The Direct Hits – Blow Up! Revisited

If you think you are a Mod – You must read this!
If you are a fan of the 60’s music – You must read this!
If you are a fan of pure POP! music – You must read this!
If you are a fan of the Television Personalities – You must read this!
If you have never heard of any of the above – You Must Certainly Read This!

To say that I am excited about the revamping of the wonderful Blaamm Records and the release of the Direct Hits – Blow Up Revisted CD, would be a huge understatement. The Direct Hits ( ) were one of the most essential bands to come out of the mod revival period in the early 1980’s and has been called “One of the 1980’s great cult pop secrets”. They were mainly comprised of Colin Swan and Geno Buckmaster along with Brian Grover on drums, although they had various other drummers pass through their ranks. The Direct Hits were formed following the demise of The Exits, a new wave pop band who released only one single “Fashion Plague” back then but had a full album retrospective release on Rev Ola through Cherry Red Records a few years back. The Direct Hits released several excellent 7” singles, which are now quite rare and two full length albums “Blow Up!” and “House of Secrets” along with several essential 12” Ep’s. Colin Swan was and still is an amazing songwriter and pop tunesmith and went on to release many fine gems either as a solo artist or with his band This Happy Breed (which is another story for another day as is Colin’s reappearance in The Cult 45’s for a Television Personalities cover on volume 2 of the tribute series) after The Direct Hits disbanded. He was even offered a spot on Creation Records in their early days, which for various reasons didn’t materialize.

Blaamm Records ( ) was set up by Colin Swan back in 2003 as a way of re-issuing the long out of print Direct Hits album “Blow Up!” (And was followed up by several other rare Direct Hits releases and a very limited edition label sampler, that was absolutely fabulous), an album which was originally released on Dan Treacy’s Whaam! Records back in June 1984 (Cat No. BIG 7). This album quickly became and has remained a defining moment for the 80’s Mod Revival and is an album which is full of aural treasures and delights despite its meager recording budget. (for Television Personalities fan’s it also featured Dan Treacy on several songs). The vinyl version of this album as well as the single below are now highly sought after collectibles.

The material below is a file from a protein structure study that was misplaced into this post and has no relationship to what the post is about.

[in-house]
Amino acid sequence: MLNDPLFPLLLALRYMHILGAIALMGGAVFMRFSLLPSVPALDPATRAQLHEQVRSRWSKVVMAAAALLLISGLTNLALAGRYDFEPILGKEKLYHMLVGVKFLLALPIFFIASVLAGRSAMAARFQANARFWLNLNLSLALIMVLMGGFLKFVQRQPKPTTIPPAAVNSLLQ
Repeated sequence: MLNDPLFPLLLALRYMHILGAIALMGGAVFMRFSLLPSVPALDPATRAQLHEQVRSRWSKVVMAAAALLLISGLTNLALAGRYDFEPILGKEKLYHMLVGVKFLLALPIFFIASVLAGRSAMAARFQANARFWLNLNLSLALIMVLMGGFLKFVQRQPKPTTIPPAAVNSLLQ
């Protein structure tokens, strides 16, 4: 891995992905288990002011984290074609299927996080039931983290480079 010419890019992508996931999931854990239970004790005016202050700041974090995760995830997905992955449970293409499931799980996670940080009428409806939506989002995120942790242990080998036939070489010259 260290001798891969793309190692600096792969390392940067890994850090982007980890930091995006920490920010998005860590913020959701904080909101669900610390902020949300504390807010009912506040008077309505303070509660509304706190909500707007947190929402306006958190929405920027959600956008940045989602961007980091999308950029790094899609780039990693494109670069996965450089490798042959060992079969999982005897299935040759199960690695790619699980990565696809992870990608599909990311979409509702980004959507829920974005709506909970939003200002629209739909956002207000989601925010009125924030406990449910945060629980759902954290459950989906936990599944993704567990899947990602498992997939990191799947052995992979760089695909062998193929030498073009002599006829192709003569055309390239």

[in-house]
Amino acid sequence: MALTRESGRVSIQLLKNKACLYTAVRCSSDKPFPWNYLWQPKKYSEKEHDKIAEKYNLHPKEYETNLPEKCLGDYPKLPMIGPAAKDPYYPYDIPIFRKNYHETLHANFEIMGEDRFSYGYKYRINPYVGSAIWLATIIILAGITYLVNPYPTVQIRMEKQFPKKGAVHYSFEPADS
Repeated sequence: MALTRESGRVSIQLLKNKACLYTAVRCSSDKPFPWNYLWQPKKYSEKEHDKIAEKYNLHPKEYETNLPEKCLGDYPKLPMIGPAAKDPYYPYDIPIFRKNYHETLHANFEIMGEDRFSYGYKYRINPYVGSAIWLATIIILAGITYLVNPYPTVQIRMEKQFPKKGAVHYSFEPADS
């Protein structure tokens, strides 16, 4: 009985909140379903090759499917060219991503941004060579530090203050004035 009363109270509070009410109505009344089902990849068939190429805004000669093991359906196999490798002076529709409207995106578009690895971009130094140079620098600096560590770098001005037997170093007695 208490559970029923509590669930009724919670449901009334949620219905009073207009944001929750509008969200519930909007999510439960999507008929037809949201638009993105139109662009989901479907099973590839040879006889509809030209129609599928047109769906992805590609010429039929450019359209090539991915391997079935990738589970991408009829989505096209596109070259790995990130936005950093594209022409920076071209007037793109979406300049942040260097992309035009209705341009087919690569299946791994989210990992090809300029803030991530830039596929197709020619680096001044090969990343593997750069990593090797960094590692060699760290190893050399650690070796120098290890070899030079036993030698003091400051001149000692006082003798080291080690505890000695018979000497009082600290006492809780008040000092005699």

The Direct Hits had so many top tunes and knew how to borrow from the 60’s original Mod sound but actually improve on it to create a sound totally their own. Songs like the snappy ”Ever Ready Plaything”, the spy homage of “Modesty Blaise” (which strangely was not on the first album but released as Whaam 007)), “Miranda Berkley” and it’s spot on period portrayal (which was incidentally covered by The Void on “Into The Jet Stream Of Pop” compilation and soon to be included on “The Great British Beat – Volume 1”), “A Place In The Eighties”, “She Really Didn’t Care”, “Christopher Cooper” and laid back groove of “The Ordinary Girl” were a few of the timeless gems that were scattered through the album and early 7” releases. Then there was the second album which I will not even get into right now.